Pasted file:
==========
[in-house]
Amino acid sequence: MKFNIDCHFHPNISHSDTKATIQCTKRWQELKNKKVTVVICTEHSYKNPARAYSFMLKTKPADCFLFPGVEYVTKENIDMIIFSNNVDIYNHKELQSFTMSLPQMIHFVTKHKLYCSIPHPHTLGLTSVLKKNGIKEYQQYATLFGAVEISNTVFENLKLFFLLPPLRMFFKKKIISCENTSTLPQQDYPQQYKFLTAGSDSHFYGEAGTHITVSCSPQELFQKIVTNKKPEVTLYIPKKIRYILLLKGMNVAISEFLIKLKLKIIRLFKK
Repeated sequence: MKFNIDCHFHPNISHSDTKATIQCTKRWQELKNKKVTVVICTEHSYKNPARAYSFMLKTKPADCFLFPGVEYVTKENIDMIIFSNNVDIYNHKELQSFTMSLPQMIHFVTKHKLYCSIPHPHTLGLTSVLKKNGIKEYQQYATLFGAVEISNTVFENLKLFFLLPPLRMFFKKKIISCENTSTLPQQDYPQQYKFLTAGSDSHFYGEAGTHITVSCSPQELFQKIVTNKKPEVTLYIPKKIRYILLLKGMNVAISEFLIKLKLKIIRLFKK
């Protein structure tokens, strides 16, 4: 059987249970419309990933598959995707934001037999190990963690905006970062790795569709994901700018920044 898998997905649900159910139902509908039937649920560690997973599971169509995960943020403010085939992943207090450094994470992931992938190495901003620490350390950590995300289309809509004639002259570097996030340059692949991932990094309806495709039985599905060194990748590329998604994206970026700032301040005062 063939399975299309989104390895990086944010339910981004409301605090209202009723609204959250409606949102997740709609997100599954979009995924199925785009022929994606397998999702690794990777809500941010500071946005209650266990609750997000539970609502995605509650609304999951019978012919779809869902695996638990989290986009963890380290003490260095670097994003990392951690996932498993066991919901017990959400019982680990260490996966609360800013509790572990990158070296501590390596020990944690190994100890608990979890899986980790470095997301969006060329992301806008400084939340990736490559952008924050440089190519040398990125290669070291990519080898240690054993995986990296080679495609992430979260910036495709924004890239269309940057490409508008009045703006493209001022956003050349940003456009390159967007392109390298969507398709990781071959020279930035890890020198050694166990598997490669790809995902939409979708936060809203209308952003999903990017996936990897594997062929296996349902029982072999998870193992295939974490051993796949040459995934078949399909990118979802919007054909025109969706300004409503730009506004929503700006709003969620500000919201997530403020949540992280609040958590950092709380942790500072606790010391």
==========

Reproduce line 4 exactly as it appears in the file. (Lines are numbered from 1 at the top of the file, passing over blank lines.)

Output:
């Protein structure tokens, strides 16, 4: 059987249970419309990933598959995707934001037999190990963690905006970062790795569709994901700018920044 898998997905649900159910139902509908039937649920560690997973599971169509995960943020403010085939992943207090450094994470992931992938190495901003620490350390950590995300289309809509004639002259570097996030340059692949991932990094309806495709039985599905060194990748590329998604994206970026700032301040005062 063939399975299309989104390895990086944010339910981004409301605090209202009723609204959250409606949102997740709609997100599954979009995924199925785009022929994606397998999702690794990777809500941010500071946005209650266990609750997000539970609502995605509650609304999951019978012919779809869902695996638990989290986009963890380290003490260095670097994003990392951690996932498993066991919901017990959400019982680990260490996966609360800013509790572990990158070296501590390596020990944690190994100890608990979890899986980790470095997301969006060329992301806008400084939340990736490559952008924050440089190519040398990125290669070291990519080898240690054993995986990296080679495609992430979260910036495709924004890239269309940057490409508008009045703006493209001022956003050349940003456009390159967007392109390298969507398709990781071959020279930035890890020198050694166990598997490669790809995902939409979708936060809203209308952003999903990017996936990897594997062929296996349902029982072999998870193992295939974490051993796949040459995934078949399909990118979802919007054909025109969706300004409503730009506004929503700006709003969620500000919201997530403020949540992280609040958590950092709380942790500072606790010391």